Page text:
The Magen Avraham in 166 SK 2 brings the Maharshal in his Tshuvos #34 that if one is waiting after netillas yadayim for the rest of the group to finish washing in order to make hamotzi, and he is asked a Torah question, it is a sin to sit silently. You should talk words of Torah, and you should not worry about interrupting between Netillas Yadayim and Hamotzi. The Maharshal explains that since it is meritorious to say Divrei Torah at a meal, divrei torah should be considered a direct necessity of the meal. Talking about things that are necessary for the meal is not a hefsek.
The Magen Avraham brings that many poskim disagree with the Maharshal and do prohibit talking in learning after netillas yadayim. The Maharshal himself actually holds that talking is not prohibited, only discouraged, and this might be the basis of his hetter. That is, if the Maharshal held that hefsek was a real problem, he probably wouldn't have been mattir just based on the mishna in Pirkei Avos. And even the Maharshal only says that if you are asked a question, you should answer. He doesn't say that you should bring a sefer and arrange a chavrusa for after netillas yadayim while the rest of the yeshiva is washing.
The halacha might not be like the Maharshal, but I like the idea anyway. A meal without Torah is like zivchei meisim; divrei torah are necessary to change the meal from an animalistic and vulgar necessity into a holy and beautiful experience; therefore, Divrei Torah are a vital part of the meal; therefore one may talk in learning after netillas yadayim.
Speaking of the Maharshal-- the Maharshal, Rav Shlomo Luria, had a close relative - depending on what you read either a cousin (sheni be'sheni) or a nephew (rishon be'sheini) - named Reb Moshe. This Reb Moshe, also known as Moshe Issreles, wrote the Rama. While the Maharshal was very critical of the Rama (see Tshuvos Rama #7 for the Rama's response) for writing (HASKOOOLISHE SFOOOREM!) about Aristotelian philosophy, he had, in general, a high opinion of the Rama, as do most of us. The Rama in OC 98:1 brings that one should not kiss his little children in shul, in order to inculcate in them that even his great love for them does not come before the love of Hashem. I believe that this restriction only applies to "Banav haktanim," i.e., 1. his children, and 2. who are little. Not banav? OK. Not ktanim? OK.
This does not mean that it is OK to lean over the mechitza to kiss your neighbor's spouse, which used to happen every Shabbos at a certain Orthodox shul I attended many years ago. Although Frost used the expression "Good fences make good neighbors" ironically, sometimes davka good neighbors need good fences.
In the interest of honesty, here are two poskim, among many, that disagree with me: The Yechaveh Da'as and another posek. And, closer than Morocco and the Eida Chareidis, Eli in the comments also takes issue with this, although I disagree with his raya from the Darchei Moshe and the Binyamin Ze'ev. And here's a tshuva from the Pnei Meivin of Munkatz, who doesn't want to commit on the issue.
On the other hand, Harav Reuven Feinstein did tell me that he holds, as I said, that the issur is only on Banav, which involves a level and type of love completely different from the love you have for friends and teachers or even brothers. The additional point that I made that the issur is limited to banav haktanim is mine, and I did not hear it from him.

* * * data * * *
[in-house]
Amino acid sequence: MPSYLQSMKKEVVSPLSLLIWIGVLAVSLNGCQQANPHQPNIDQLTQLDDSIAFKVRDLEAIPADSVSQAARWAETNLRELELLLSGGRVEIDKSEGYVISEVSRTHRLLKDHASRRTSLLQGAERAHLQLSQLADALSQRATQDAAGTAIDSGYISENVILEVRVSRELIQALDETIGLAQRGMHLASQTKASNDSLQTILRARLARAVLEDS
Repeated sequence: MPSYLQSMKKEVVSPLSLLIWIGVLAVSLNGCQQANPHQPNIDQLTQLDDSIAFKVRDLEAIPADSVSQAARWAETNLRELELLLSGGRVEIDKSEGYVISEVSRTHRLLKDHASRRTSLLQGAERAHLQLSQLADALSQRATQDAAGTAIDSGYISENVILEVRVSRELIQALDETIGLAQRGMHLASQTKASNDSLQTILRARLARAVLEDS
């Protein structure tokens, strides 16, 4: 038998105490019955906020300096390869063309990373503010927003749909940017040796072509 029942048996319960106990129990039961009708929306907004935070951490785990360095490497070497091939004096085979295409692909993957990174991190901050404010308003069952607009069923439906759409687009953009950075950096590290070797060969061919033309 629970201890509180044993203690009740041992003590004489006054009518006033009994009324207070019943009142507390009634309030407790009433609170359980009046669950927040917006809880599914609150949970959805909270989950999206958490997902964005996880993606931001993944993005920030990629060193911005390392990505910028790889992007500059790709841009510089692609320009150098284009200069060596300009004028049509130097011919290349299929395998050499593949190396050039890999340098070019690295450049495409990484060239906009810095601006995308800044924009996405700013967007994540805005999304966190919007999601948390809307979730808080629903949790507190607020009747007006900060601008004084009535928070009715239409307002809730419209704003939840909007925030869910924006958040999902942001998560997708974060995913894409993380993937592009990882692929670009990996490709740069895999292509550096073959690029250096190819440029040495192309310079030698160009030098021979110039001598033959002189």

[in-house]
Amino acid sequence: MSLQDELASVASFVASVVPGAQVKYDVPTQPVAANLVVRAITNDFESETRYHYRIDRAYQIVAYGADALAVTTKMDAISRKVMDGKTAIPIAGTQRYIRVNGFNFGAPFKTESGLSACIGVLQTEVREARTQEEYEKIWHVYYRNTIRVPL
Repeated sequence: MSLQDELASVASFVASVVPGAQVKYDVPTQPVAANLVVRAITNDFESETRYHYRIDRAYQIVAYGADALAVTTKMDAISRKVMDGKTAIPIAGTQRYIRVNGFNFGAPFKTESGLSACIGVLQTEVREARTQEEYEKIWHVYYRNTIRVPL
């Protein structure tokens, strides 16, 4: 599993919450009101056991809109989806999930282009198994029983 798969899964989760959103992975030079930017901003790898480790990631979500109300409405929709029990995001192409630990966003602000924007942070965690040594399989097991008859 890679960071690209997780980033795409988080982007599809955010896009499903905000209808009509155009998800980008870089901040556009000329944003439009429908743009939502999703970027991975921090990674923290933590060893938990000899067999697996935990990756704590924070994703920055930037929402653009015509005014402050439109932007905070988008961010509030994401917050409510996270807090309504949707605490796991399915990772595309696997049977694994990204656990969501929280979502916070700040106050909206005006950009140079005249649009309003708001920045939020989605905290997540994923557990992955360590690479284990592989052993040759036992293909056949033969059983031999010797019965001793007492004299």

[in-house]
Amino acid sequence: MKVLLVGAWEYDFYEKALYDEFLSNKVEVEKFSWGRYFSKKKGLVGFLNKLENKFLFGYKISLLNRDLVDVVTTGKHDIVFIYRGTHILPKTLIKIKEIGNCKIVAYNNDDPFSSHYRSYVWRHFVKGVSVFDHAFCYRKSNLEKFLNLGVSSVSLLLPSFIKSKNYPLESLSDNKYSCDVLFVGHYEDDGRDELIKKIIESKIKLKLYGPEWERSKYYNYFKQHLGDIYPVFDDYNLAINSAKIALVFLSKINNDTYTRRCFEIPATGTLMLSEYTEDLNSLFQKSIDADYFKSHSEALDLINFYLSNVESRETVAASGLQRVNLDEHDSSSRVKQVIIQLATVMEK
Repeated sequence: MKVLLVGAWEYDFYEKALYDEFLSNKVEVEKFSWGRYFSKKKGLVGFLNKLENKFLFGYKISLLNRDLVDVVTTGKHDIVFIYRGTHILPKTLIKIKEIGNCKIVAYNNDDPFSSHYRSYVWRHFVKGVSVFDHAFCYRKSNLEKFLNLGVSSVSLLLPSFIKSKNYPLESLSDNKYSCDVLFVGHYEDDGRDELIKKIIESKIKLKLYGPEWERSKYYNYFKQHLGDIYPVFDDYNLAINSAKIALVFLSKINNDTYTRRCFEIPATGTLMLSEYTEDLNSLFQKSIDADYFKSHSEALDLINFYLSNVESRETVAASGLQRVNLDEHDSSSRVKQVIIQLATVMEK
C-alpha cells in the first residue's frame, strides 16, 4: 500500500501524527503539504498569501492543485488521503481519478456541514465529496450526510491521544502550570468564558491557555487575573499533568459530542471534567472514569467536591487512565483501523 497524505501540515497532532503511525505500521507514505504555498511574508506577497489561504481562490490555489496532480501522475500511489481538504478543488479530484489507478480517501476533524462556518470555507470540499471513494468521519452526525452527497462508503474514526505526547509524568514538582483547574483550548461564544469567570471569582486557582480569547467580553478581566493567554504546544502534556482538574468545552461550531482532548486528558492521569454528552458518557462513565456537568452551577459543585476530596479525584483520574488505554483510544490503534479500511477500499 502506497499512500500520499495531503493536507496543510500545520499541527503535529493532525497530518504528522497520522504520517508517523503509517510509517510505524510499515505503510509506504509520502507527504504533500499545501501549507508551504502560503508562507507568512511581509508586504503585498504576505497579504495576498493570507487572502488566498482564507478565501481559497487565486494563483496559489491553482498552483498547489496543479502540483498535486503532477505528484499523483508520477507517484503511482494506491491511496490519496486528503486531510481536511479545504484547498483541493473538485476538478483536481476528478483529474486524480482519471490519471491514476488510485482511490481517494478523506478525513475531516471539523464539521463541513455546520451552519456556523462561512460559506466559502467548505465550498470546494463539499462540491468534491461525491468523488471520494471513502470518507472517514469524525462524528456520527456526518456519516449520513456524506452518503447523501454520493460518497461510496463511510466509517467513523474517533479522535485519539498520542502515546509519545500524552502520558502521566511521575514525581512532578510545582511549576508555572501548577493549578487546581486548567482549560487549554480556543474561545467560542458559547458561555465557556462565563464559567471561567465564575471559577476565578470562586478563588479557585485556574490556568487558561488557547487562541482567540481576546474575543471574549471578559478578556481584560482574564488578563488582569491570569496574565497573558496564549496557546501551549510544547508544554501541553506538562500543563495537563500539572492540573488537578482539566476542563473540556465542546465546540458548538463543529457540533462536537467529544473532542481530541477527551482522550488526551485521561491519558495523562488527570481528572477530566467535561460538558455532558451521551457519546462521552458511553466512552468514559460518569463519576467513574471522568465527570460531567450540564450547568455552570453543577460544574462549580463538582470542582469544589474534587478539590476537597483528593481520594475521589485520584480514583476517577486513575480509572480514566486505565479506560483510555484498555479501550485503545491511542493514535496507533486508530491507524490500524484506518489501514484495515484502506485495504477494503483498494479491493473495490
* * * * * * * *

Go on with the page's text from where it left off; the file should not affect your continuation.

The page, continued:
Again speaking of the Maharshal, Rav Yosef Karo and the Maharshal were contemporaries, and they engaged in a great deal of halachic correspondence. There is an interesting minhag mentioned by Rabbi Karo in Shulchan Aruch Orach Chaim, as I will explain.
There's a story about Congregation Kehilath Jeshurun, a shul on the Upper East Side of Manhattan commonly known as KJ, that gave a guest the honor of Gelila, the wrapping and covering of the Torah. The rabbi, Rabbi Haskel Lookstein, discerned that the man was completely unfamiliar with the procedure, so he carefully and discretely instructed him step by step, and he managed to do it correctly. After the gelila was finished, Rabbi Lookstein, relieved to have smoothly handled the problem, handed the atarah, the crown of the sefer, to the honoree, who looked at it for a moment, shrugged, and put it right on his own head. This story is often used as a cautionary tale to young rabbis to never, ever assume any knowledge at all on the part of baalei batim. Something might be obvious to you, but if you don't make it crystal clear to the baalei batim, it will be misunderstood. However, it's worth knowing that in OC 154:10 the Mechaber brings that in some places, they had a minhag to place the Atara on the head of the Chassan Torah, the person who is honored with the last aliyah on Simchas Torah. The Mechaber adds that one may not extend this minhag to chassanim (unless special arrangements were made when the atarah was purchased, see Taz and MA.)
So Rabbis, although this is not likely to ever happen any more, because our ataros usually have tubular sheaths for the Atzei Chaim, and so the crown would not fit on a person's head unless he had horns, if this ever happens in your shul, remember the minhag the Mechaber brings, and use it to alleviate the mortifying embarrassment which was your fault for not preventing it in the first place.
I was just told by a talmid chacham and ish ne'eman that his father, who was gabbai in a shul in Cincinnati in the sixties, told him that this happened in his shul-- that the guy put the atarah on his head after gelilah. My informant says that he does vaguely remember this happening, but he was a young child at the time so his memory is not clear.